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Businesses in the Highlands and Islands that have not yet prepared for some of the major changes facing them as a result of Brexit are being encouraged to do so as quickly as possible.
Businesses are being signposted to advice on the Scottish Government’s ‘prepare for Brexit’ website which can be found at www.prepareforbrexit.scot
The call has been made by regional development agency, Highlands and Islands Enterprise (HIE).
It follows publication in December of its latest business survey of more than 1,000 firms.
It showed that while most are prepared for changes to routes to market, to supply chains and to regulations and standards, around a third were still ‘unprepared’ for impacts relating to intellectual property and customs procedures.
Martin Johnson, director of strategy and regional economy at HIE, said: ‘The fieldwork for this survey was carried out in October, so it’s likely that more preparation work has been done by businesses since then.
‘While we welcome confirmation that most businesses do seem prepared for many aspects of Brexit, it is still very concerning that a sizeable proportion may not be.
‘Responding to the pandemic has understandably hampered the preparation efforts of many firms and we now have Christmas blocking out time before the deadline, but there are still useful steps businesses can take.
‘The Scottish Government’s ‘prepare for Brexit’ website provides valuable information, advice and checklists to help businesses and links to other resources, as does the UK Government’s Brexit transition page.
‘We encourage anyone who has not yet done so to check out these sites and do what they can.’
The October survey found that almost a third (31 per cent) of tourism businesses – one of the hardest hit sectors – were ‘not confident’ about their future.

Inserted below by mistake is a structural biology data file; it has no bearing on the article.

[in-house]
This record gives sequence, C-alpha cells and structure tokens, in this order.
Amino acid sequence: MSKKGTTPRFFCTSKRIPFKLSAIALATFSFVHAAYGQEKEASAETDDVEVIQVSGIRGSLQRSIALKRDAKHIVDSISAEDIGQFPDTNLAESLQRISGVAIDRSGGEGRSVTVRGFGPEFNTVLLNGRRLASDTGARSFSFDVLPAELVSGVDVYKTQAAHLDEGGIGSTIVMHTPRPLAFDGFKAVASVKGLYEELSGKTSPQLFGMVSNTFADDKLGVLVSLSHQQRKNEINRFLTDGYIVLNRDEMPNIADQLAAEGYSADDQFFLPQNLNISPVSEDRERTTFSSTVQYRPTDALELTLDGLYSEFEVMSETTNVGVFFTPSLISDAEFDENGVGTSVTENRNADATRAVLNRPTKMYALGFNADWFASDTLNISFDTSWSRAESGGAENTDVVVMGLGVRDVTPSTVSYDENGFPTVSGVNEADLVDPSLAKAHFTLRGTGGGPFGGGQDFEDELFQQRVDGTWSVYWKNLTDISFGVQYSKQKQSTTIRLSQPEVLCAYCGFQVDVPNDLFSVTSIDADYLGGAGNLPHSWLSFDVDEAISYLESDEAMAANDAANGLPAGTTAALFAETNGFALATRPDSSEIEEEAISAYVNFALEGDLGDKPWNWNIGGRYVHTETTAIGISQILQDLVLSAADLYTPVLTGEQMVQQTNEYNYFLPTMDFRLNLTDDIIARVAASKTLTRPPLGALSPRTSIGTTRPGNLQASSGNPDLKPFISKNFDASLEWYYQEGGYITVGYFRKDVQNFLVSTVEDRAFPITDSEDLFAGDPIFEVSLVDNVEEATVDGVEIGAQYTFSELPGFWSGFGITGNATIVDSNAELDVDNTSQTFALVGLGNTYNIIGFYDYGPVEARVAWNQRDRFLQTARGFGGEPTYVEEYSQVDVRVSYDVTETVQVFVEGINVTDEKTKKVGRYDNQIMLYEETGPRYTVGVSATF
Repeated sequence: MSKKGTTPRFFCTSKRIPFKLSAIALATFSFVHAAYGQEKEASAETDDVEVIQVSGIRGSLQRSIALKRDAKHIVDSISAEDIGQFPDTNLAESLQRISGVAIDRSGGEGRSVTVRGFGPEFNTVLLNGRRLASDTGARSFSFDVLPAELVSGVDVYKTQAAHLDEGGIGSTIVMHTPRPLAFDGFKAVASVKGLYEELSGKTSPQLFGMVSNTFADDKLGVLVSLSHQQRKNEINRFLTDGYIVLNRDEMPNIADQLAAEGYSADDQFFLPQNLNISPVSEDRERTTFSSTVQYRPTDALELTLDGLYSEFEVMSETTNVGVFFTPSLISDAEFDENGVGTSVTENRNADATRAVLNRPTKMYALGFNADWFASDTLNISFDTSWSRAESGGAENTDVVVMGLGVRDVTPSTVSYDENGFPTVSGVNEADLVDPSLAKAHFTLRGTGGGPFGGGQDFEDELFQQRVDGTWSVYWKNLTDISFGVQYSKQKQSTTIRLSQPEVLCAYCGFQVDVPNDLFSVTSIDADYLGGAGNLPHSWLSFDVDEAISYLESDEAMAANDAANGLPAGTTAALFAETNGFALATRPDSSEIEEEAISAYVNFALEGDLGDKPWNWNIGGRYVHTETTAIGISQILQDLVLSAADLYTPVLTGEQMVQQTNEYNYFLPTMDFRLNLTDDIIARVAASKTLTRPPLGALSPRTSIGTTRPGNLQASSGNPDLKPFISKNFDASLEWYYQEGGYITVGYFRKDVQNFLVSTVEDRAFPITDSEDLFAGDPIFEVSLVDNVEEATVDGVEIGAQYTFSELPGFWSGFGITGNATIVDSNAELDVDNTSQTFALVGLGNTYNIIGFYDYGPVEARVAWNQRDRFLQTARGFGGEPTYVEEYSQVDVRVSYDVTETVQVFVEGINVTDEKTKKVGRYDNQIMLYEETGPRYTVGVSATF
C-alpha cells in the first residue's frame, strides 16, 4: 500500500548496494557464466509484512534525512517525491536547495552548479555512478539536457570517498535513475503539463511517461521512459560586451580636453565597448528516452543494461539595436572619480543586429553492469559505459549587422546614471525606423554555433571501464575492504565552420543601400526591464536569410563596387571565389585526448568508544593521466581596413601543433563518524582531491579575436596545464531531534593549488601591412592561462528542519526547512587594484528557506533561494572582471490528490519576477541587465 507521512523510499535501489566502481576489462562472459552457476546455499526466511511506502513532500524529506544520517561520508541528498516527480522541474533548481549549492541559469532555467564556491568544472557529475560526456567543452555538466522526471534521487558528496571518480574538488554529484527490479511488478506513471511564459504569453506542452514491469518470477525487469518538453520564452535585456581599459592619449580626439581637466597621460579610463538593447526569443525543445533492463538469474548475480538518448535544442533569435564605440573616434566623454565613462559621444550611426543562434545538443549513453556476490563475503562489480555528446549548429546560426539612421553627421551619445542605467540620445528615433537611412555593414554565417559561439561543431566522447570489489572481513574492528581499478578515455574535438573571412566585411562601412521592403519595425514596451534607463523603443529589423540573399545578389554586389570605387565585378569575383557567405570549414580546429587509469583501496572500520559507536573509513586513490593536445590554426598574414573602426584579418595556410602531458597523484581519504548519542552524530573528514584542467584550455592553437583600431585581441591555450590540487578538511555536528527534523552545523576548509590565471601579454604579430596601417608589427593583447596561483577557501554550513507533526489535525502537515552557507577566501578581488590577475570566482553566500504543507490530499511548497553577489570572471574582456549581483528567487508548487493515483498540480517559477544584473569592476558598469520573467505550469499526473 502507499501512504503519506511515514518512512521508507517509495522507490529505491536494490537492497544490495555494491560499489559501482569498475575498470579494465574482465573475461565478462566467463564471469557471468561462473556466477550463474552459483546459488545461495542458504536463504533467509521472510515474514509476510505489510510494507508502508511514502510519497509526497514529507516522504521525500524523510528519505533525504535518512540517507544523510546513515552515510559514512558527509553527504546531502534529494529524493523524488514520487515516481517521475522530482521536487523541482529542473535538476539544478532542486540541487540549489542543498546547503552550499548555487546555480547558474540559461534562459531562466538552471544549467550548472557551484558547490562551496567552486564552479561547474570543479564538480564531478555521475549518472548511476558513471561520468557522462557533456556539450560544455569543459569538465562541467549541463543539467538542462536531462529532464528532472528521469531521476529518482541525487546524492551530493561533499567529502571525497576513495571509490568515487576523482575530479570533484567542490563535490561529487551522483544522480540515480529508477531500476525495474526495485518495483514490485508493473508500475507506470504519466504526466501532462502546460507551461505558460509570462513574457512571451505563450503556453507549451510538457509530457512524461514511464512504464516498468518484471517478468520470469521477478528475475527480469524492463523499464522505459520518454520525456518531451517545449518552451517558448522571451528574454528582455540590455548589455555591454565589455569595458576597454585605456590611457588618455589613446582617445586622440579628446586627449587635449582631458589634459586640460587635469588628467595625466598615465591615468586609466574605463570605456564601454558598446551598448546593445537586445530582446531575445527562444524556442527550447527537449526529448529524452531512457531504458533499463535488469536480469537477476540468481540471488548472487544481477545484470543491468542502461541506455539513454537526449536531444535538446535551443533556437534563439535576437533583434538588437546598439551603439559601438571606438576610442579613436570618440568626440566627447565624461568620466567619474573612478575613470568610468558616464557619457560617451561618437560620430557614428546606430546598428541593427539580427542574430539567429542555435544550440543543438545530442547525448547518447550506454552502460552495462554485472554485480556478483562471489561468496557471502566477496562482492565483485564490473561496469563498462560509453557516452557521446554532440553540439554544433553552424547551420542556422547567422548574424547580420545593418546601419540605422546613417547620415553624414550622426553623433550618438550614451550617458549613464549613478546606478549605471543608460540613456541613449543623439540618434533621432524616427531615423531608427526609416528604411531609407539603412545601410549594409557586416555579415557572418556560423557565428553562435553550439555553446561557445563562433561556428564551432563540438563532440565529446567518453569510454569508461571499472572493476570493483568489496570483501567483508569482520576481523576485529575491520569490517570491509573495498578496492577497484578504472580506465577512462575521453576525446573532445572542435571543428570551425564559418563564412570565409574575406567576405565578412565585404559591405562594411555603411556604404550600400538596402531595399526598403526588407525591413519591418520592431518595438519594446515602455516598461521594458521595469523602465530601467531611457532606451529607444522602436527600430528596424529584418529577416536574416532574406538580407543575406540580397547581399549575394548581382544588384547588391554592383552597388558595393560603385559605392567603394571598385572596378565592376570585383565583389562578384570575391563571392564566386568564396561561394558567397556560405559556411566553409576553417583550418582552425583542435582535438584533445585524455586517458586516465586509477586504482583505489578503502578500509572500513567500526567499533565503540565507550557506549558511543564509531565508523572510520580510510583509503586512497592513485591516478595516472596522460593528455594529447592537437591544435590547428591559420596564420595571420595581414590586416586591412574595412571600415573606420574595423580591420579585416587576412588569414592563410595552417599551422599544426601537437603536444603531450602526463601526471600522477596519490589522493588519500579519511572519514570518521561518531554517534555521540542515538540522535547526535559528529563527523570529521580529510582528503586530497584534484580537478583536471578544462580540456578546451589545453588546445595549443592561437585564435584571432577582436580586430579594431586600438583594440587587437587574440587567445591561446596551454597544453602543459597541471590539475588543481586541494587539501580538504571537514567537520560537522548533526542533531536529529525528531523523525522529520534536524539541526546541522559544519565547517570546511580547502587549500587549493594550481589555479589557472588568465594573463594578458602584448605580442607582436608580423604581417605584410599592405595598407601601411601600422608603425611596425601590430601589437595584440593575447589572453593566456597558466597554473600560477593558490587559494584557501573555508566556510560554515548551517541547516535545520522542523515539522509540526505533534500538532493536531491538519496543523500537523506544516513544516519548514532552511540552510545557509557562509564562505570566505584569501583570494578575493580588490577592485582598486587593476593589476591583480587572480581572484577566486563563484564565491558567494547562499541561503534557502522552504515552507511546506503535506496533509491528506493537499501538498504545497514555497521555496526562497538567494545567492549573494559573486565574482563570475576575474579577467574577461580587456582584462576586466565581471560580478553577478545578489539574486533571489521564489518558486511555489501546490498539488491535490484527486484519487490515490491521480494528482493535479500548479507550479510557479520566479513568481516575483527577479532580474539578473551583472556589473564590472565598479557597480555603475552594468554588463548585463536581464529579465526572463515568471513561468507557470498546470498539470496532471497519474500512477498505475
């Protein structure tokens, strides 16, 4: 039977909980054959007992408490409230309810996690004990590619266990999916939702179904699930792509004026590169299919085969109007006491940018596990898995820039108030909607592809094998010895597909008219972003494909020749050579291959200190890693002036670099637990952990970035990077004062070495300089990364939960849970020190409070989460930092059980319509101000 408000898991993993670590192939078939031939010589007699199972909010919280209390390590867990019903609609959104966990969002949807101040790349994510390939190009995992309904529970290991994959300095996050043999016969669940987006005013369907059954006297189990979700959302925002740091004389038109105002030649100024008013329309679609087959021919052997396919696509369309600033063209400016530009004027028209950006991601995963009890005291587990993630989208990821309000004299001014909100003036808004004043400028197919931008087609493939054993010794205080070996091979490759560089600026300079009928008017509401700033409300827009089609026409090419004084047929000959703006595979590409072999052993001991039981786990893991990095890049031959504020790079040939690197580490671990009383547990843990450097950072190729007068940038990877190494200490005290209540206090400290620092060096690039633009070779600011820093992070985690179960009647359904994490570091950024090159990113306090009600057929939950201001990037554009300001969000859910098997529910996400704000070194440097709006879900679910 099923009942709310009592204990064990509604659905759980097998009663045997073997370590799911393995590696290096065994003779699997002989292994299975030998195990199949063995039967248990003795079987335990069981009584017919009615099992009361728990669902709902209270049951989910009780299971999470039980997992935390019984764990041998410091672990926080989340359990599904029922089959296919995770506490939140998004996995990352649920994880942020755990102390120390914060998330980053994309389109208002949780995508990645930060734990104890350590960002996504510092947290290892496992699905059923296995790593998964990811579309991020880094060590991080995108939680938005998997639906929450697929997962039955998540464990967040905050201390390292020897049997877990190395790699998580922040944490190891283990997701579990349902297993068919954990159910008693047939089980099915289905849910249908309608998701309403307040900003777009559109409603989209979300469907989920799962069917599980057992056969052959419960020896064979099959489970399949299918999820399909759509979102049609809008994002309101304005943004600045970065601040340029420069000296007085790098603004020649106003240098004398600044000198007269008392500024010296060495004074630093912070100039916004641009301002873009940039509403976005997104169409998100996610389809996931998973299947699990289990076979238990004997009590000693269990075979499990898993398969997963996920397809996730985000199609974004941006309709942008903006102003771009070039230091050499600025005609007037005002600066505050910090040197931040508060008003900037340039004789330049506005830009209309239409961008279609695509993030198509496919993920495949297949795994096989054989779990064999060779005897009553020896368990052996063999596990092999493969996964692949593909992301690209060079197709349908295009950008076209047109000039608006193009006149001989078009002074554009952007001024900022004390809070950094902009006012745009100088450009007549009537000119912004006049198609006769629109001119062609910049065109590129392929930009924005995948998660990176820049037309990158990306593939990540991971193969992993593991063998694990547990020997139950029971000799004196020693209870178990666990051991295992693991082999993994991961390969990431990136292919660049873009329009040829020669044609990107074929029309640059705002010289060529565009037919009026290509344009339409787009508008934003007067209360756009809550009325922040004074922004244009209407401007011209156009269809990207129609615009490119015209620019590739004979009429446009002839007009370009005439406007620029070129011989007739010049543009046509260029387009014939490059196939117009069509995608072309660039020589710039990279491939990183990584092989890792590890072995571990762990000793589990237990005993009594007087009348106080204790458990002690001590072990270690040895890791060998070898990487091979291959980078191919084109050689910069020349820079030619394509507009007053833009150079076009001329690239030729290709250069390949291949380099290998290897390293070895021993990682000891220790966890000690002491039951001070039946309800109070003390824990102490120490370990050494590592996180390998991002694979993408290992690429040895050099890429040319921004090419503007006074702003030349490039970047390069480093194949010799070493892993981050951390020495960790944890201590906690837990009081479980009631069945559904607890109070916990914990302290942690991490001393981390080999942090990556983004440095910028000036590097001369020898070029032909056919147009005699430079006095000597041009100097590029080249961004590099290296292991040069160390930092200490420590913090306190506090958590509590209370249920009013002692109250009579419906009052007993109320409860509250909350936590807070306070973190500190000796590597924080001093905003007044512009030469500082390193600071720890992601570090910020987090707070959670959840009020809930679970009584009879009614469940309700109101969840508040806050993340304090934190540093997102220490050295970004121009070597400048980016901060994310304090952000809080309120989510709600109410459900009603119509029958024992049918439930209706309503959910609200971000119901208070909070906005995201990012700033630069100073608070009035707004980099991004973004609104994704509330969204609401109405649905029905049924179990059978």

Confidence in the wider economic outlook had increased slightly since its lowest ever reported level in June – while lockdown was still in place – but still remained very low.
More than two-thirds (69 per cent) reported decreased confidence in Scotland’s economic outlook.
And 62 per cent said they are ‘not confident’ of the economic outlook for the Highlands and Islands.
Firms in the sectors of tourism (80 per cent) and creative industries sectors (67 per cent) were among those more likely to be operating ‘below’ pre-Covid levels.
In terms of political and economic uncertainty, businesses expressed concern about future waves of coronavirus (95 per cent) and the UK’s departure from the EU (75 per cent).
Mr Johnson added: ‘We are extremely grateful to everyone who took part in this survey. Their feedback provides valuable insight into the different pressures and opportunities in the region’s economy, how businesses are responding to these and what types of public sector support would be most useful to them.
‘Clearly 2020 has been an incredibly difficult year. Restrictions around the pandemic and the many changes businesses have had to make to their ways of working are seriously affecting trade, growth and preparations for leaving the EU.
It’s certainly a very different picture than it was a year ago but despite this, we are still seeing some very welcome confidence and self-belief among many firms, and this will be a key strength going forward.’
The next survey is due to take place in February 2021 with the results due some time in spring.